When did you realize that Nomi was the right fit for you, both professionally and personally? 

I have always had a philanthropic background because my family was passionate about it and encouraged me to continue seeking opportunities associated with it. When I met Diana Mao, founder of Nomi Network, in 2014, I had been involved in trafficking work for many years. I fell in love with Nomi’s mission and the concept of women helping women and joined the board in 2016. This really spoke to me as an educator, too, particularly because at the time I was teaching at an all-women university. In the summer of 2018, I attended the annual board retreat and Diana began to tell me about a position on the development team. Knowing the impactful stories of the women and girls and gaining more understanding of what my role on the team would be, I decided to leave my tenured professor job to join Nomi Network as a team member to live out the philanthropic career I always desired. What inspires me most in my work are the women and girls that we work with. I had the luck to be in India right before Covid hit last year and I met women who were in our first cohort of women in 2012 who couldn’t read when they joined our training who are now master trainers, opening sites in villages far from their own and training more women to be trainers. I met women who said they didn’t know they had any worth before joining our program who are now helping support their families and becoming leaders in their communities. With Covid, we have seen our graduates step up in their communities to become Nomi Network Community Outreach Workers – educating people on proper hygiene to protect themselves and their families, sharing information on the virus and how to access medical care. In 2021, they are once again stepping forward to educate their communities on the vaccine and how to get access. They take what they have learned in our training programs and amplify it in ways we couldn’t even imagine. They are literal inspirations in their own communities and others. 

What inspired you to get involved and focus on foundation work?   

I have been involved in the anti-trafficking movement for over 20 years, starting with my time on the Brazilian board of World Childhood Foundation, which was started by Her Majesty, Queen Silvia of Sweden, and The Carlson Family Foundation is a co-founder of the foundation. This connection was really the first introduction for everyone to anti-human trafficking work. My year as a Rotary Exchange student in Brazil (prior to attending Northwestern University) gave me language skills to join the Brazilian board and really learn about the anti-trafficking world there. My son, Patrick, was the first family member to meet Diana Mao, co-founder of Nomi Network, when he spoke on a panel with her at the White House. He joined the organization’s board of directors in 2014 and he introduced me to Diana, which led to me eventually joining the organization full time. What excites me right now about this work is that Rotary International and other global organizations are looking at the issue of human trafficking and Nomi Network is working to partner with organizations like these to eradicate exploitation.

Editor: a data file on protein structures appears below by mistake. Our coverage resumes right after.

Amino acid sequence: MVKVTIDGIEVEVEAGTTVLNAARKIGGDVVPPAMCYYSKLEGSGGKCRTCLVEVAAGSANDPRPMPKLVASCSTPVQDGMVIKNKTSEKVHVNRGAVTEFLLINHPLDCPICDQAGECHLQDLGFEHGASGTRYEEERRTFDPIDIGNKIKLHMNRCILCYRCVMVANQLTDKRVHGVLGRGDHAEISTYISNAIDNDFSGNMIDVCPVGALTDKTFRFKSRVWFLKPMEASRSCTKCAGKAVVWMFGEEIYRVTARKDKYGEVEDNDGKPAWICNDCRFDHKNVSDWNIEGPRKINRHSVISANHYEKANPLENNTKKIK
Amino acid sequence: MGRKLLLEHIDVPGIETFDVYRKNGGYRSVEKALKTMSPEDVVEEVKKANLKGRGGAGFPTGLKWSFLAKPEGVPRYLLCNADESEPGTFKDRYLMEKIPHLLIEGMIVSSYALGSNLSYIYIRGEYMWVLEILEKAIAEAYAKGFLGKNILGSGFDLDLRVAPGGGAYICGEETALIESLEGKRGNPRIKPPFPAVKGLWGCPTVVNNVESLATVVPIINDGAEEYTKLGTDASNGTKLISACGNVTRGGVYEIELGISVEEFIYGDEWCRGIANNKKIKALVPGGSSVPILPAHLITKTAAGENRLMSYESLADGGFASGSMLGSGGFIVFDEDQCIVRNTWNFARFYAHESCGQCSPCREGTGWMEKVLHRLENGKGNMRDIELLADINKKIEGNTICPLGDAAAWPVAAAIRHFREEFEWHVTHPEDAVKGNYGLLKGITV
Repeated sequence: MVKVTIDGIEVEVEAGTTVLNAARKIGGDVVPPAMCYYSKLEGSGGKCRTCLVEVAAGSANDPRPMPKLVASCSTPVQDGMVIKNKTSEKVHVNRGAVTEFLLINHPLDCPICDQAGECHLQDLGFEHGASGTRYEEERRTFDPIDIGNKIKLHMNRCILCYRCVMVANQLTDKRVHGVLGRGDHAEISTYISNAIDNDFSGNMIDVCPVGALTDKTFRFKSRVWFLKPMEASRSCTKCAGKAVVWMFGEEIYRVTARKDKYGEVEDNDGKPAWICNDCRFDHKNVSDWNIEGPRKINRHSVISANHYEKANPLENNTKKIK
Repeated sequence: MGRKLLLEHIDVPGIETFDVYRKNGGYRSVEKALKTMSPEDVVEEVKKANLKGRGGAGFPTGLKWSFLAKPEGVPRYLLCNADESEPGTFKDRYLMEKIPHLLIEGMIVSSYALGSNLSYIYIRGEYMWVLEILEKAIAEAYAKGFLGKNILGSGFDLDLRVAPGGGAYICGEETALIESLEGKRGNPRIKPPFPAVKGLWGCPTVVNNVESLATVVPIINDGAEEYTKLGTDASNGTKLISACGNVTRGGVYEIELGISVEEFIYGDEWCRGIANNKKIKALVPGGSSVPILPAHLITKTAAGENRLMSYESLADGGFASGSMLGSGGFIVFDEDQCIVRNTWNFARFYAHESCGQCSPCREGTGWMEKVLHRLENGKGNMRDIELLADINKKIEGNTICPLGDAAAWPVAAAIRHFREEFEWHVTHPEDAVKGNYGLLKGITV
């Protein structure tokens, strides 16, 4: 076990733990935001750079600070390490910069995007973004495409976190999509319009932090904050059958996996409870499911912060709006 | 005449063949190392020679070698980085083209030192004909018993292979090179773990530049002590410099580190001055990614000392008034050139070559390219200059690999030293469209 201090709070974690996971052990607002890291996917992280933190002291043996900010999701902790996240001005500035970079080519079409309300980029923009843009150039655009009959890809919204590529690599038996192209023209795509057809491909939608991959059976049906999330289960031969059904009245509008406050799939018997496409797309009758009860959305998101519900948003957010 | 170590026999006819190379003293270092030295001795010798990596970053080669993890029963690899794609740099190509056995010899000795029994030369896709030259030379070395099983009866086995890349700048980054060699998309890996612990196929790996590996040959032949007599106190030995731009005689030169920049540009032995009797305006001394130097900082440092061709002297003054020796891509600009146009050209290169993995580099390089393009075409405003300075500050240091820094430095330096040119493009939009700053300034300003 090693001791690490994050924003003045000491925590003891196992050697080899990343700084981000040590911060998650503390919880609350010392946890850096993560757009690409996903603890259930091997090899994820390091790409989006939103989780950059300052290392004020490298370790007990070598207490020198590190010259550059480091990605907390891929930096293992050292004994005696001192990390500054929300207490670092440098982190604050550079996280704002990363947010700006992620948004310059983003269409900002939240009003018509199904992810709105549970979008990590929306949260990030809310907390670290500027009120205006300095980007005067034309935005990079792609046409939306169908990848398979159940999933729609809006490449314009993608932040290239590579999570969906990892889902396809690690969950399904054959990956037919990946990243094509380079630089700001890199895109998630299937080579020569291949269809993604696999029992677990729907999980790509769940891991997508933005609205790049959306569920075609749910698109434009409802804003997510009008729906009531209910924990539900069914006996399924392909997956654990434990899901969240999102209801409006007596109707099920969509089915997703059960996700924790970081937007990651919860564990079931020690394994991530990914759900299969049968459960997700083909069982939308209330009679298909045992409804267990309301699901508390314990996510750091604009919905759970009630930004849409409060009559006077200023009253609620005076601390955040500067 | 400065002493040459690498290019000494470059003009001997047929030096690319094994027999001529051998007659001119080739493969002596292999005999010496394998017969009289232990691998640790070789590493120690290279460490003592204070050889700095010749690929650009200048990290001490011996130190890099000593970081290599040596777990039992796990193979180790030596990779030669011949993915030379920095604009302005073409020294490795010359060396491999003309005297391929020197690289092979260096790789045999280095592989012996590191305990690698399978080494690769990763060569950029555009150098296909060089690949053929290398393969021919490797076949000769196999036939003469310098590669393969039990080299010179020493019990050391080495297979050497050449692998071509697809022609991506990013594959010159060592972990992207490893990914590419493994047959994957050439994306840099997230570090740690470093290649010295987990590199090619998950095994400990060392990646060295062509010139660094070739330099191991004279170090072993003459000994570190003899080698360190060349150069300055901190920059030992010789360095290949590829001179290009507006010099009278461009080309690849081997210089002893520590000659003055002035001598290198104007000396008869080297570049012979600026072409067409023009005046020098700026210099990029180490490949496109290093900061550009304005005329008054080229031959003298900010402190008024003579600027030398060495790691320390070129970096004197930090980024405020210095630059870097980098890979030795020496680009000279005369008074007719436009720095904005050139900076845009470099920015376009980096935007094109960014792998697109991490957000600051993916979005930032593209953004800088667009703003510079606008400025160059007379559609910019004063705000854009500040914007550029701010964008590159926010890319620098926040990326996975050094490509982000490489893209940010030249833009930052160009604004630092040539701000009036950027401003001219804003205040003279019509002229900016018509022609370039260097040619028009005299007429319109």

How are you “Changing the Room”? 

In philanthropic work there is a lot of talk about systems change, and it is generally looked at from the grantee side or the beneficiary side. What is a non-profit doing to change the system that assisted in creating a problem?  What is a non-profit doing that creates change for generation after generation of people? This is very, very needed when addressing systemic problems like human trafficking. Nomi Network is all about systems change. I also believe system change must be considered on the funder and family office side. From a personal family perspective, anti-trafficking work, social justice, arts support, and general philanthropy have always been a part of our conversations. My children grew up watching my husband and me and our involvement in philanthropy that supported domestic and global efforts and they have followed in our footsteps. Their grandparents, aunts and uncles are also heavily engaged in many areas of philanthropy. I believe that because of this atmosphere, my children and their cousins have been a pivotal addition to the family foundation board because of their ability to bring their own focus and voice to the table. Our family foundation has moved into the fourth generation of family members sitting on that board, including my two older children. This specific group of young adults is impeccably creative, politically minded, diverse, and well-rounded. The work ethic within my family has been passed down to all my children, making their own career paths unique in a variety of areas. I am excited to see how they change the room.